West Coast Editor

Almost a year and a half after BioMS Medical Corp. said it would be talking with regulatory authorities about a pivotal trial of the multiple sclerosis drug MBP8298, the company said the first patients with secondary progressive disease have been enrolled in the Phase II/III study

The Edmonton, Alberta-based company's stock (TSE:MS) closed Wednesday at C$3.46 (US$2.85), down C2 cents.

BioMS said in the spring of 2003 that a subgroup of MS patients with codes for HLA-DR2 or HLA-DR4 genes showed particularly high benefit from the drug, a synthetic peptide containing MBP amino acids 85 to 96, which are attacked by B-cell antibodies and T cells in MS. (See BioWorld Today, May 27, 2003.)

"We think it will work in some other HLA types, as well, and we've built into this trial a Phase II exploratory trial to see which other ones might benefit," said Kevin Giese, president of BioMS.

In November 2003 the company submitted an application regarding pivotal trials with the lead product, which apparently "cleans up" B-cell antibodies and down-regulates production.

The two-year trial is expected to enroll up to 553 patients, to be given either MBP8298 or placebo intravenously every six months. The primary endpoint is a statistically and clinically significant rise in time to progression of the disease as measured by the Expanded Disability Status Scale in the responder group.

That group consists of those patients with the immune response genes, HLA-DR2 or HLA-DR4, who are believed to account for up to 75 percent of the MS patient population, BioMS said.

Andrea Witt, who co-authored a September report on MS for Decision Resources in Waltham, Mass., said there is a "wide variety of answers" to the question of patient population size, however.

Her firm estimates relapsing/remitting MS - which is characterized by an attack that goes away - makes up about 65 percent of the diagnosed population, with chronic progressive (which includes the secondary progressive and primary progressive forms) accounting for the remainder. Within the chronic progressive MS category, between 67 percent and 80 percent suffer from secondary progressive disease, the indication targeted by the BioMS drug.

"It's when patients become worse, so really you're looking at the same prevalence as relapsing/remitting," Witt said. "Every relapsing/remitting patient eventually becomes secondary progressive."

She told BioWorld Today the earlier trial results with MBP8298 "looked pretty good for this particular patient population, with the caveat that this was a small trial." She pointed to the risk of some "nasty side effects" such as anaphylactic shock, which is "rare, but it happens."

The field is crowded with drugs for relapsing/remitting disease. BioMS' news comes in the shadow of word from mighty Biogen Idec Inc., of Cambridge, Mass., that its Antegren, renamed Tysabri (natalizumab), cleared the FDA as a combination therapy and monotherapy for relapsing disease, and Biogen already was selling Avonex (interferon beta-1a), the current MS market leader. (See BioWorld Today, Nov. 29, 2004.)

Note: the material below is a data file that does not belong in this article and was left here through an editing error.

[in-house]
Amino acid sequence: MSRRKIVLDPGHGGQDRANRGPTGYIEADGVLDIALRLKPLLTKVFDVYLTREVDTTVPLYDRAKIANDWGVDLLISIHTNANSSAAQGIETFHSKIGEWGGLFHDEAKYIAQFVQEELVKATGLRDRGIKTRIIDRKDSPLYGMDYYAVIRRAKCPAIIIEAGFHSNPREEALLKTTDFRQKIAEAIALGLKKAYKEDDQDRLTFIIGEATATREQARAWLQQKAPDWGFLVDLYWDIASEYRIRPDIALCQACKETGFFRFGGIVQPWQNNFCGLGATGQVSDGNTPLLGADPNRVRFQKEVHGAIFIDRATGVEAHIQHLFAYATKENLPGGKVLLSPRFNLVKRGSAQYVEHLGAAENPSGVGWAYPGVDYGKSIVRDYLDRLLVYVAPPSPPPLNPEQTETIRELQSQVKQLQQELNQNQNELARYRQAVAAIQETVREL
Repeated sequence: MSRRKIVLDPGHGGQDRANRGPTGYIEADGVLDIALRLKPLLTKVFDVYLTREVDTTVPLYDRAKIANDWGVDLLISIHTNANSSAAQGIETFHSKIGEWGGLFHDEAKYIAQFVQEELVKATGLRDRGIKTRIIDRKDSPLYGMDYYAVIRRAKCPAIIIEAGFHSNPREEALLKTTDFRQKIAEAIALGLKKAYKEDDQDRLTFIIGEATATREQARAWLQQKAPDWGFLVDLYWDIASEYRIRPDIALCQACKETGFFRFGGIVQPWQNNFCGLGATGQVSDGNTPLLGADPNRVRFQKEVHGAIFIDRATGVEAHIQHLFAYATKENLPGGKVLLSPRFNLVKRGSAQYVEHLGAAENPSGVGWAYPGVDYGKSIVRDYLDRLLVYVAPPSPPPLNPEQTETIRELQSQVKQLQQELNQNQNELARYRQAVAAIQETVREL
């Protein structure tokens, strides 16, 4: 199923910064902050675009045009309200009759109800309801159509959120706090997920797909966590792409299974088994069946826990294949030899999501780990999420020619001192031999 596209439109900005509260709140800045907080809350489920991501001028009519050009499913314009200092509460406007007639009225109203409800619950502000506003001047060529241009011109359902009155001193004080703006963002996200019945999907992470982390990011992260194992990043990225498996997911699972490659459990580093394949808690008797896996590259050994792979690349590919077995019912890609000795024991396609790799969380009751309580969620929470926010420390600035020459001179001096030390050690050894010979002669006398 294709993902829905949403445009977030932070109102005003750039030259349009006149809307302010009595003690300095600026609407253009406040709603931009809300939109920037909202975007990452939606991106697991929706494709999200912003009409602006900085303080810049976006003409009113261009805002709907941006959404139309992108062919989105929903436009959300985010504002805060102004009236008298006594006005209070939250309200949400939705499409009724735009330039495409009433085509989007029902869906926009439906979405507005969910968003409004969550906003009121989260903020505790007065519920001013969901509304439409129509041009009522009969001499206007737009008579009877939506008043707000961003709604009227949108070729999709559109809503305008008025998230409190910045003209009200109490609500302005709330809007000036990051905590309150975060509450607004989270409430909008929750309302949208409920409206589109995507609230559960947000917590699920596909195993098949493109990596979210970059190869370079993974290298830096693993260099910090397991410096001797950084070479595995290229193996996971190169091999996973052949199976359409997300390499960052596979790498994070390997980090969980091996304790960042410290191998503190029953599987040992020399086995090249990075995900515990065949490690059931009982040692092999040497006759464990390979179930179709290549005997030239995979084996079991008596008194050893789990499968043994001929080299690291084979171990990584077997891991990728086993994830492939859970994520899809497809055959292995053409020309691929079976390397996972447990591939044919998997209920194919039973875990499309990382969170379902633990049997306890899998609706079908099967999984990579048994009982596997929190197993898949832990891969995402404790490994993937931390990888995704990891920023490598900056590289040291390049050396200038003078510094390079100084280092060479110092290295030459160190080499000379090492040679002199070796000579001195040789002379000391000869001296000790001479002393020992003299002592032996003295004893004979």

There's also Copaxone (glatiramer acetate), from Teva Pharmaceutical Industries Ltd., of Jerusalem, and more drugs that are beta interferons like Avonex, such as Rebif from Serono SA, of Geneva, and Betaseron, sold by Montville, N.J.-based Berlex Laboratories. Witt called the BioMS drug "an altered peptide ligand, more like glatiramer than the beta interferons." Giese told BioWorld Today that the approach with MBP8298 is to create tolerance by intravenously giving high doses to "shut down the immune response and, in essence, re-educate it to not attack the body like it's doing."

Decision Resources estimated peak-year sales of the drug at $250 million, but that estimate does not take in Canada, which could be sizable. Giese noted the total relapsing/remitting market has been estimated at $4 billion.

"Pricing models are assumed to be similar" for the BioMS drug to those of the relapsing/remitting therapies, Giese said.

Tysabri "has a better dosing regimen, gets infused once a month and seems to have a better efficacy" and "is priced at a premium to the existing drugs," he added. Biogen Idec's partner, Elan Corp. plc, of Dublin, Ireland, said late last month that the wholesale acquisition cost of Tysabri will be about $1,808 per vial. With each patient requiring about 13 infusions a year, that price means the new MS drug will cost a patient about $23,500 annually.

Competing MS products range between about $13,000 and $16,000 per year. Giese said MBP8298 probably will land "somewhere in the range" between the top end of the competing drugs and the Tysabri price.